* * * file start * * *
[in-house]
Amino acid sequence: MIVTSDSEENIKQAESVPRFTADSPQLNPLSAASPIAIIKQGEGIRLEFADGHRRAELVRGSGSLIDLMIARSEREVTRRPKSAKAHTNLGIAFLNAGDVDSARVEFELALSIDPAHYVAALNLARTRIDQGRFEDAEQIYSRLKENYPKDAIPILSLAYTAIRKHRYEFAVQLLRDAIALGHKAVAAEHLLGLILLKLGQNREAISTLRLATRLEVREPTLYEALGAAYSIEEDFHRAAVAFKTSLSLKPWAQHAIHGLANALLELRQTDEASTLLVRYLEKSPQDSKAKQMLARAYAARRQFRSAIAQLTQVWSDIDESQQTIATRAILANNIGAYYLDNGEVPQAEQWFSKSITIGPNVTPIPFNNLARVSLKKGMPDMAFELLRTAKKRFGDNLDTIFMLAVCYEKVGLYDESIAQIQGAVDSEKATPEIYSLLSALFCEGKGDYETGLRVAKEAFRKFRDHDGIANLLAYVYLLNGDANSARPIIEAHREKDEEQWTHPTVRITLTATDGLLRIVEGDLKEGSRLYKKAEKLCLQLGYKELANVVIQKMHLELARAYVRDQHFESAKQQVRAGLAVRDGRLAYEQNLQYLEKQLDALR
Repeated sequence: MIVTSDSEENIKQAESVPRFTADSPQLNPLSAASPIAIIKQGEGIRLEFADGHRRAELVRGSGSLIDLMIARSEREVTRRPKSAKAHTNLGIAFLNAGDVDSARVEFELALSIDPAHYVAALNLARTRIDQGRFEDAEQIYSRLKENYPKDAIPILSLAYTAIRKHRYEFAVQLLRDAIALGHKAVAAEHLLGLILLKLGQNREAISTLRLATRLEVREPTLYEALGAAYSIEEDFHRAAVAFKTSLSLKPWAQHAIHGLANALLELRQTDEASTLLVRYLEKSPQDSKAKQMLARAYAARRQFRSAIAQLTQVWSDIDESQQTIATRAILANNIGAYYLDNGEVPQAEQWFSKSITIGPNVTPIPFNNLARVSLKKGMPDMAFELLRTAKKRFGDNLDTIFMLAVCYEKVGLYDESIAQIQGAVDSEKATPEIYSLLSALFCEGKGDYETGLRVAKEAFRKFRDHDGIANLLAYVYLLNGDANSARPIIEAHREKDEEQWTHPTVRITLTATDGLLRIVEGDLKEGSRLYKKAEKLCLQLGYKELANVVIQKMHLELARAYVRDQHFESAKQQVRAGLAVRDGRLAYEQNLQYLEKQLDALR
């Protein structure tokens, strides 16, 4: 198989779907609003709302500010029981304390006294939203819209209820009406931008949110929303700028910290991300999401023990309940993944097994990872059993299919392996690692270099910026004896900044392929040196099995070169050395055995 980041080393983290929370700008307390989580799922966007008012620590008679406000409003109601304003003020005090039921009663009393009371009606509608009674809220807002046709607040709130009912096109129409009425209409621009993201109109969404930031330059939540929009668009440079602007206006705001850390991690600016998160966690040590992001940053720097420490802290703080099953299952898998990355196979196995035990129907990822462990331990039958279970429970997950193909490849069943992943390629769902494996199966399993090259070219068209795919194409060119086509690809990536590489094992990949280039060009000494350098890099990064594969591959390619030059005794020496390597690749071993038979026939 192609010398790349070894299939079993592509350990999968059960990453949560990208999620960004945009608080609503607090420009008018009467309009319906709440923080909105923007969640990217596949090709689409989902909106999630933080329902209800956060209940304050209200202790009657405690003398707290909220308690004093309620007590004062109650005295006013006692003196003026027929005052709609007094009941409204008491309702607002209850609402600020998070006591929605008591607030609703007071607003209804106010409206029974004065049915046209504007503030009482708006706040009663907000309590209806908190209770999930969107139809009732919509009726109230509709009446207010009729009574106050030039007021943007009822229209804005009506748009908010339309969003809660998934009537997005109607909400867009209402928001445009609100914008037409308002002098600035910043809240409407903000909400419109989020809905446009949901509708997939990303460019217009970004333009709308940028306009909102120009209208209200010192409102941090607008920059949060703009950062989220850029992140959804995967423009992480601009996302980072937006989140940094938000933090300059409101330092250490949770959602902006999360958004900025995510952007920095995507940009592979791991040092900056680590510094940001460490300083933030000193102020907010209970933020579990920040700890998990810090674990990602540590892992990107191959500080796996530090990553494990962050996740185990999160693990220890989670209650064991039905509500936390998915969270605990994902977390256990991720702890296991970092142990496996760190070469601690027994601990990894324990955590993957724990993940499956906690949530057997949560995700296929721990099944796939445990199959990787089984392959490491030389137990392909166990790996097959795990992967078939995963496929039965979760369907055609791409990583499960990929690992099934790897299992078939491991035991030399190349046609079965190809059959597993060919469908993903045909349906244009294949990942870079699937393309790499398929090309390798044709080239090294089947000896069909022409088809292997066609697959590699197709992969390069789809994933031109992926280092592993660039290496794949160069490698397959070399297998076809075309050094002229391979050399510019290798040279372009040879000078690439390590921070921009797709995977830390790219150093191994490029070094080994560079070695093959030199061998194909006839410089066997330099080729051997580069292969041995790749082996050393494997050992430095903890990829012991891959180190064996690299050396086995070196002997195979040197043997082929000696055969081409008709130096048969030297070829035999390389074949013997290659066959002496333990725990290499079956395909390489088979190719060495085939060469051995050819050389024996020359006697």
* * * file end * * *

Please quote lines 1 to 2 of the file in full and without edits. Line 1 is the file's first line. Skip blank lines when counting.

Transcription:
[in-house]
Amino acid sequence: MIVTSDSEENIKQAESVPRFTADSPQLNPLSAASPIAIIKQGEGIRLEFADGHRRAELVRGSGSLIDLMIARSEREVTRRPKSAKAHTNLGIAFLNAGDVDSARVEFELALSIDPAHYVAALNLARTRIDQGRFEDAEQIYSRLKENYPKDAIPILSLAYTAIRKHRYEFAVQLLRDAIALGHKAVAAEHLLGLILLKLGQNREAISTLRLATRLEVREPTLYEALGAAYSIEEDFHRAAVAFKTSLSLKPWAQHAIHGLANALLELRQTDEASTLLVRYLEKSPQDSKAKQMLARAYAARRQFRSAIAQLTQVWSDIDESQQTIATRAILANNIGAYYLDNGEVPQAEQWFSKSITIGPNVTPIPFNNLARVSLKKGMPDMAFELLRTAKKRFGDNLDTIFMLAVCYEKVGLYDESIAQIQGAVDSEKATPEIYSLLSALFCEGKGDYETGLRVAKEAFRKFRDHDGIANLLAYVYLLNGDANSARPIIEAHREKDEEQWTHPTVRITLTATDGLLRIVEGDLKEGSRLYKKAEKLCLQLGYKELANVVIQKMHLELARAYVRDQHFESAKQQVRAGLAVRDGRLAYEQNLQYLEKQLDALR